Oliver Stone • Director
“The major studios didn’t want to touch this film”
by Birgit Heidsiek
- Oliver Stone sat down with Cineuropa at the 11th Rome Film Festival to discuss why Snowden was mostly produced as a European movie
At the 11th Rome Film Festival, US writer-director Oliver Stone presented his movie Snowden [+see also:
interview: Oliver Stone
film profile], which was mostly shot and financed in Germany. The director also attended a Close Encounter with Antonio Monda, the artistic director of the Rome Film Fest and moderator Richard Pena, during which Oliver Stone talked about his previous films as well as US politics, on the eve of the nation’s presidential election.
Cineuropa: As a famous Hollywood director, you sought funding for a large part of this film from Germany. Were the studios afraid to touch this issue?
Oliver Stone: It was very difficult to finance the film because the studios rejected it. We had to trim the budget to $45 million. Germany and France financed the largest part of the film. The major studios didn‘t want to touch this film, not even for distribution. It is bizarre because they liked the script and said they would get back to me.
What kind of reputation does Snowden have in the eyes of the US public?
Most of Americans don‘t even know who he is. Edward Snowden is a person who gave away secrets and they think that is a kind of suspect behaviour. But the importance they missed is that what Snowden released is confirmation that our country has built, deployed, and developed the most massive global surveillance system ever – without democratic constraint, without approval, without telling anybody – and then retroactively passed laws that made this legal.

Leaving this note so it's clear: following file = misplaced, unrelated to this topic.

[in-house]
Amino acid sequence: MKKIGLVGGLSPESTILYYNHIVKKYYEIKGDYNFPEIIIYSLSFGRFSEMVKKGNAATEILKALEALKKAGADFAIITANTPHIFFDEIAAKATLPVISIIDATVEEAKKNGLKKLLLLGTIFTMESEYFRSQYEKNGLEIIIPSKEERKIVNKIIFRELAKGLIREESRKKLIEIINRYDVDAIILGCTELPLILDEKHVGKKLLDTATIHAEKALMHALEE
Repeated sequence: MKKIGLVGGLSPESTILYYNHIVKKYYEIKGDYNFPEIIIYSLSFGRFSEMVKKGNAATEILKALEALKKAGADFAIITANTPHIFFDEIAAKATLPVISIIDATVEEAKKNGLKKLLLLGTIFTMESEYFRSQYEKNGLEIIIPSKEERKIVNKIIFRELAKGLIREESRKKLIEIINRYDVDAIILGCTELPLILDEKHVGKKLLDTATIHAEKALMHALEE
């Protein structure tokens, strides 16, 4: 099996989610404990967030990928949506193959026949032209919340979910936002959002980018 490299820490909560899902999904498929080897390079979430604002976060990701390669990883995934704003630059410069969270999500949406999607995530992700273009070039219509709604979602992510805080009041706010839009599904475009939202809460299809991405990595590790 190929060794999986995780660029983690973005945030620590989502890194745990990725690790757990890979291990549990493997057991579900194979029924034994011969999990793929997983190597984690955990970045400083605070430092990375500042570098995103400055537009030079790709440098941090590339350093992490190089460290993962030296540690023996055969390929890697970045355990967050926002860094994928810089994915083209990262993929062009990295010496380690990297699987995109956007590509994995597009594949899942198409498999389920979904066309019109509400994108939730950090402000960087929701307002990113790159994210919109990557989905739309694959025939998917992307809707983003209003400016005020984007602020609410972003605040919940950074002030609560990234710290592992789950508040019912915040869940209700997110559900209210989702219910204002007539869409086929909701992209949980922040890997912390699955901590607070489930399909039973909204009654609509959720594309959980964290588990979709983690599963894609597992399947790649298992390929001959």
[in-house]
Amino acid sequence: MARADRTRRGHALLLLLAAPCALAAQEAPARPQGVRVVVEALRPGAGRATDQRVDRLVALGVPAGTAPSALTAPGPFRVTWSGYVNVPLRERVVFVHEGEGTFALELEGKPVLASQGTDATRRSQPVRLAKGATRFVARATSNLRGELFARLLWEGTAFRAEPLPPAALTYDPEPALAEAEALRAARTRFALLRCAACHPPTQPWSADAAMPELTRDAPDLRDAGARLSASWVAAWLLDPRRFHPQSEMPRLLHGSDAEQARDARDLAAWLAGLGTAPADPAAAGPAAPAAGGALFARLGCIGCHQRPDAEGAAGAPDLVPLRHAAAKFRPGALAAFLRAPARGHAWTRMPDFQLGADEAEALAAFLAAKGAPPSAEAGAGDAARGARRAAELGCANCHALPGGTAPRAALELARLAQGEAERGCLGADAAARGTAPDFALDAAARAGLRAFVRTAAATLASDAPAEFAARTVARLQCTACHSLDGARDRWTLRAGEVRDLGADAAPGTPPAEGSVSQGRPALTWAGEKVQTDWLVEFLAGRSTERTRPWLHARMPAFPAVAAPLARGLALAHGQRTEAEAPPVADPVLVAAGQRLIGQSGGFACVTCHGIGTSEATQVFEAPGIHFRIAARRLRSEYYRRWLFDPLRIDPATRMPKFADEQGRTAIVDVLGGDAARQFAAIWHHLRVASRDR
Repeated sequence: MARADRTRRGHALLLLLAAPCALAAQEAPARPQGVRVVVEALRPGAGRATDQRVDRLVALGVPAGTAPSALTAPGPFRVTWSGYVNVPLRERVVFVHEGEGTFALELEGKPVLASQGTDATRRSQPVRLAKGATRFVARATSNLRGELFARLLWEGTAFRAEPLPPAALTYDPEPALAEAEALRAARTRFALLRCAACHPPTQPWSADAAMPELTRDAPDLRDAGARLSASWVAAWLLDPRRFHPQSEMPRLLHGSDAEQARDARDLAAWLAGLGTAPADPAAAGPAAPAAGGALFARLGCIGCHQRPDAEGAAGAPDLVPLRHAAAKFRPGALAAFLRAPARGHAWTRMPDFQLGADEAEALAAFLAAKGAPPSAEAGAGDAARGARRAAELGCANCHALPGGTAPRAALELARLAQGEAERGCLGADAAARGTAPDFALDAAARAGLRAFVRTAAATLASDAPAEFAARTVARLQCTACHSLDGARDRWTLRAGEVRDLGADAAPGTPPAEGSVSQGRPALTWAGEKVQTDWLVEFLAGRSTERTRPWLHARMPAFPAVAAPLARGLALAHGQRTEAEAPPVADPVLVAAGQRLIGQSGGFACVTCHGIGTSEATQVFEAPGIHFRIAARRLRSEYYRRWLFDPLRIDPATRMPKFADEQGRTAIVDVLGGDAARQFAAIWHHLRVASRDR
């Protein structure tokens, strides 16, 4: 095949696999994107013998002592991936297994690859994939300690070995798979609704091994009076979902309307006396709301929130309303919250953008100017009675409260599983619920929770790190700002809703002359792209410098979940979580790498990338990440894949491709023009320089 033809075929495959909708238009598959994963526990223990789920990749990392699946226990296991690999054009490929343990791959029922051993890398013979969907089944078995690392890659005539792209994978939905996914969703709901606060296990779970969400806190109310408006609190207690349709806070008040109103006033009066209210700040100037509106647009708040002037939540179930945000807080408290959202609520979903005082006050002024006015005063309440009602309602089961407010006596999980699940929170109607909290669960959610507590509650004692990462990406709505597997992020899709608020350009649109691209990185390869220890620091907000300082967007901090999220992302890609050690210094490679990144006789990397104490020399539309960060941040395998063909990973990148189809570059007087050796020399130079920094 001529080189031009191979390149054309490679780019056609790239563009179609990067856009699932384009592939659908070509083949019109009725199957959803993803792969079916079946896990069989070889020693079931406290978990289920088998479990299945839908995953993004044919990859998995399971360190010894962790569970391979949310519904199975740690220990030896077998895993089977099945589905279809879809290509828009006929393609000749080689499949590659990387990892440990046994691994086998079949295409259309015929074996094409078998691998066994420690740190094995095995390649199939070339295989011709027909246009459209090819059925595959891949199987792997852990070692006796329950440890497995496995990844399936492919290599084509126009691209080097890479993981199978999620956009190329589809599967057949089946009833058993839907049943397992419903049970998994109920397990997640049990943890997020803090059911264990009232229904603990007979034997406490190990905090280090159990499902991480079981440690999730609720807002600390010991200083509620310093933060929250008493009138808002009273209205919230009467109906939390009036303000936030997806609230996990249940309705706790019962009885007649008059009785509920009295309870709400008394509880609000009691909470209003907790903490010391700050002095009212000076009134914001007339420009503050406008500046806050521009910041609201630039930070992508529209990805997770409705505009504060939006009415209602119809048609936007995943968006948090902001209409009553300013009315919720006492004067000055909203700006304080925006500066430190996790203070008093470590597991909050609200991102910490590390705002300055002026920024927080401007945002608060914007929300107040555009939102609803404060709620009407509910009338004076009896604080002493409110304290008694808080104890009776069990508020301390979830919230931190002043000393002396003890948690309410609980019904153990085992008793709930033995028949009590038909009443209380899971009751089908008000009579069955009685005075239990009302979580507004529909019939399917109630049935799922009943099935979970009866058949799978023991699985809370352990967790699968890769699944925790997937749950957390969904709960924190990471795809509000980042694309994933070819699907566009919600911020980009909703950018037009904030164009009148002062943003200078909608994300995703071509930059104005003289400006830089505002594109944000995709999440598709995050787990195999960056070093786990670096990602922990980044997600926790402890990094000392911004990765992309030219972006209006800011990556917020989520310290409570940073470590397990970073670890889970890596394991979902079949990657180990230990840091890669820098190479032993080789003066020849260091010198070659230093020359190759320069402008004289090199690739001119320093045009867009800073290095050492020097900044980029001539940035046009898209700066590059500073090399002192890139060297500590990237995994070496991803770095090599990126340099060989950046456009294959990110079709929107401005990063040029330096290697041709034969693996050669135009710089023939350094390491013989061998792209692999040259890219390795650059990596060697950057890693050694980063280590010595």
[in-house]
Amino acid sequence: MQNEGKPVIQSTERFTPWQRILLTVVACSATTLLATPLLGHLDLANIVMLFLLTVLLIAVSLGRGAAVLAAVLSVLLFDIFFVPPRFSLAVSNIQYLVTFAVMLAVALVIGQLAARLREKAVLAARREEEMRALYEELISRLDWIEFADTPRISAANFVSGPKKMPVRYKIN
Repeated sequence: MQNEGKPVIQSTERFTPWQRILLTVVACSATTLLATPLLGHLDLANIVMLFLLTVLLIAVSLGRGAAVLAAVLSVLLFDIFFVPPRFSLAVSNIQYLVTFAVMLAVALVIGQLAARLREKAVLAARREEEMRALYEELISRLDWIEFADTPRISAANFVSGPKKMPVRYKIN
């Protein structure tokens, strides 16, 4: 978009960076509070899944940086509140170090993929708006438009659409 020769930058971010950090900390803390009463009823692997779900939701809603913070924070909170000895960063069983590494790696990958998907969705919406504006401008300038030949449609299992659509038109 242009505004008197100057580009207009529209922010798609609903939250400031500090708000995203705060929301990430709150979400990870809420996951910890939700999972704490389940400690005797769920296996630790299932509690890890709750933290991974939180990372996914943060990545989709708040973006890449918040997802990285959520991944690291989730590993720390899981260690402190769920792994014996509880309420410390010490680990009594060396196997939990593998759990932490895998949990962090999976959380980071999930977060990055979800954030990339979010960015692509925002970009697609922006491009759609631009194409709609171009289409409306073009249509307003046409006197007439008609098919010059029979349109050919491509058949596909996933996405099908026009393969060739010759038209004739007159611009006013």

How were you able to work with Edward Snowden?
That was also an issue, because it is a current affair that could be newsy. We are always on lookout for new evidence, new stories, but the greatest help was Snowden himself, because he actually explained to us technically what he knew and what he had done. That takes an enormous amount of work and simplification, because you are dealing with complex issues. He looked at the script, made suggestions all the time on how to improve the technical business matters that he was involved in. The relationship with Lindsey Graham came out of our own observations of her importance in his life over nine years.
Were there any elements that you had to change?
Yes, we changed several things. He didn‘t want to have a manhunt for any collaborators, he didn‘t want to hurt anybody. He always claimed to have done it alone, as far as I believe, out of conviction and love of country. And we know that he gave the information to the journalists, as he said, to “let them decide, let the people discuss, get me out of the picture, the story is not about me, it is about what the content of this material is”. That is the big story here. The messenger was shy. He didn‘t want to be a public figure, but he is now.
Where did you shoot the film?
We filmed mostly in Munich, before we moved to the White House for one week, with a few days of shooting in Hawaii and Moscow. In Germany, we built as many sets as we could and we did many American exteriors there. We also found a good set for the NSA headquarters in Munich. We combined the Olympic stadium and the bottom of the old post office in Munich, an interesting 1920s building. We also went to Hawaii, where Snowden lived, and the tunnel where he worked. The exterior was shot at the Hawaii headquarters.
In your film, you actually show how the NSA is looking into our bedrooms. How was the collaboration with a European film crew?
The VFX team, production design and Anthony Dod Mantle, the director of photography, were superb. I had great technicians in Germany. Many of them came down and helped us visualise, because they actually studied the Snowden slides and it looked pretty realistic to Snowden himself. He said it was good computer work to him.
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